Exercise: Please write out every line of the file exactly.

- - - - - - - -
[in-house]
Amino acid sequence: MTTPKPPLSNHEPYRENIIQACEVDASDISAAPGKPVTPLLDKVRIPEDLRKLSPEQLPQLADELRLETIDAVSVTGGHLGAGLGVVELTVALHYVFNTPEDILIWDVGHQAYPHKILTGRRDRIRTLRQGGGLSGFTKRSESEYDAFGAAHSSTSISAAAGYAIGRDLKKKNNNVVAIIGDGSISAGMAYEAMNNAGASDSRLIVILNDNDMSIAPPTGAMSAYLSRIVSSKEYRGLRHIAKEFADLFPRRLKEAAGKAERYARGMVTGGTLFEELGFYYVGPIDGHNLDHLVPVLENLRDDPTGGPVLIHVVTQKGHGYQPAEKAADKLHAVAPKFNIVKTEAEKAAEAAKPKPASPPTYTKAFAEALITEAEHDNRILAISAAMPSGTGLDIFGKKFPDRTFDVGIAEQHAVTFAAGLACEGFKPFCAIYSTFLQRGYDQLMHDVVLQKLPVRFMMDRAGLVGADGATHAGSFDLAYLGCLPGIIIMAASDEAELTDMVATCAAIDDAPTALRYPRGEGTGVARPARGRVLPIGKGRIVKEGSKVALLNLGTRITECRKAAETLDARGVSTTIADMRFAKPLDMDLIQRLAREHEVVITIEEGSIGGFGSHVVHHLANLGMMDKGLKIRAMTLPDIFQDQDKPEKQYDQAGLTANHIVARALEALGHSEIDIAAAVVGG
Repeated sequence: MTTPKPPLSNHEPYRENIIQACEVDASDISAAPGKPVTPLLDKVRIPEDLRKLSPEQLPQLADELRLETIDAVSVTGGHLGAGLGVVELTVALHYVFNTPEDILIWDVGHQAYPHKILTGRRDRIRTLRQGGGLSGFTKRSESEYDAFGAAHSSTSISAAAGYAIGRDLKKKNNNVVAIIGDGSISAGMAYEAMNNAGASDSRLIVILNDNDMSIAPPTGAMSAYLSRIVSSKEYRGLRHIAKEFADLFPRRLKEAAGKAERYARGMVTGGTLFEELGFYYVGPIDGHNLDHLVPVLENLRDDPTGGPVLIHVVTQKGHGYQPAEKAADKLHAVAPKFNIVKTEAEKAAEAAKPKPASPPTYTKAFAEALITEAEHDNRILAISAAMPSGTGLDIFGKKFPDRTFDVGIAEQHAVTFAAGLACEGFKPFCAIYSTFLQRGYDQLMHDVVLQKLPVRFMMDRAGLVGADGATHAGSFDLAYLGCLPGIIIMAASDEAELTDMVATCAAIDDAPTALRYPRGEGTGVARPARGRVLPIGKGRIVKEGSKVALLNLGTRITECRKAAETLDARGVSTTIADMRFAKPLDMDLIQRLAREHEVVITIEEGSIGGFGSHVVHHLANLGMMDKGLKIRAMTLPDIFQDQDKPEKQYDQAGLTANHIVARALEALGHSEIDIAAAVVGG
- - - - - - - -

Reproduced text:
[in-house]
Amino acid sequence: MTTPKPPLSNHEPYRENIIQACEVDASDISAAPGKPVTPLLDKVRIPEDLRKLSPEQLPQLADELRLETIDAVSVTGGHLGAGLGVVELTVALHYVFNTPEDILIWDVGHQAYPHKILTGRRDRIRTLRQGGGLSGFTKRSESEYDAFGAAHSSTSISAAAGYAIGRDLKKKNNNVVAIIGDGSISAGMAYEAMNNAGASDSRLIVILNDNDMSIAPPTGAMSAYLSRIVSSKEYRGLRHIAKEFADLFPRRLKEAAGKAERYARGMVTGGTLFEELGFYYVGPIDGHNLDHLVPVLENLRDDPTGGPVLIHVVTQKGHGYQPAEKAADKLHAVAPKFNIVKTEAEKAAEAAKPKPASPPTYTKAFAEALITEAEHDNRILAISAAMPSGTGLDIFGKKFPDRTFDVGIAEQHAVTFAAGLACEGFKPFCAIYSTFLQRGYDQLMHDVVLQKLPVRFMMDRAGLVGADGATHAGSFDLAYLGCLPGIIIMAASDEAELTDMVATCAAIDDAPTALRYPRGEGTGVARPARGRVLPIGKGRIVKEGSKVALLNLGTRITECRKAAETLDARGVSTTIADMRFAKPLDMDLIQRLAREHEVVITIEEGSIGGFGSHVVHHLANLGMMDKGLKIRAMTLPDIFQDQDKPEKQYDQAGLTANHIVARALEALGHSEIDIAAAVVGG
Repeated sequence: MTTPKPPLSNHEPYRENIIQACEVDASDISAAPGKPVTPLLDKVRIPEDLRKLSPEQLPQLADELRLETIDAVSVTGGHLGAGLGVVELTVALHYVFNTPEDILIWDVGHQAYPHKILTGRRDRIRTLRQGGGLSGFTKRSESEYDAFGAAHSSTSISAAAGYAIGRDLKKKNNNVVAIIGDGSISAGMAYEAMNNAGASDSRLIVILNDNDMSIAPPTGAMSAYLSRIVSSKEYRGLRHIAKEFADLFPRRLKEAAGKAERYARGMVTGGTLFEELGFYYVGPIDGHNLDHLVPVLENLRDDPTGGPVLIHVVTQKGHGYQPAEKAADKLHAVAPKFNIVKTEAEKAAEAAKPKPASPPTYTKAFAEALITEAEHDNRILAISAAMPSGTGLDIFGKKFPDRTFDVGIAEQHAVTFAAGLACEGFKPFCAIYSTFLQRGYDQLMHDVVLQKLPVRFMMDRAGLVGADGATHAGSFDLAYLGCLPGIIIMAASDEAELTDMVATCAAIDDAPTALRYPRGEGTGVARPARGRVLPIGKGRIVKEGSKVALLNLGTRITECRKAAETLDARGVSTTIADMRFAKPLDMDLIQRLAREHEVVITIEEGSIGGFGSHVVHHLANLGMMDKGLKIRAMTLPDIFQDQDKPEKQYDQAGLTANHIVARALEALGHSEIDIAAAVVGG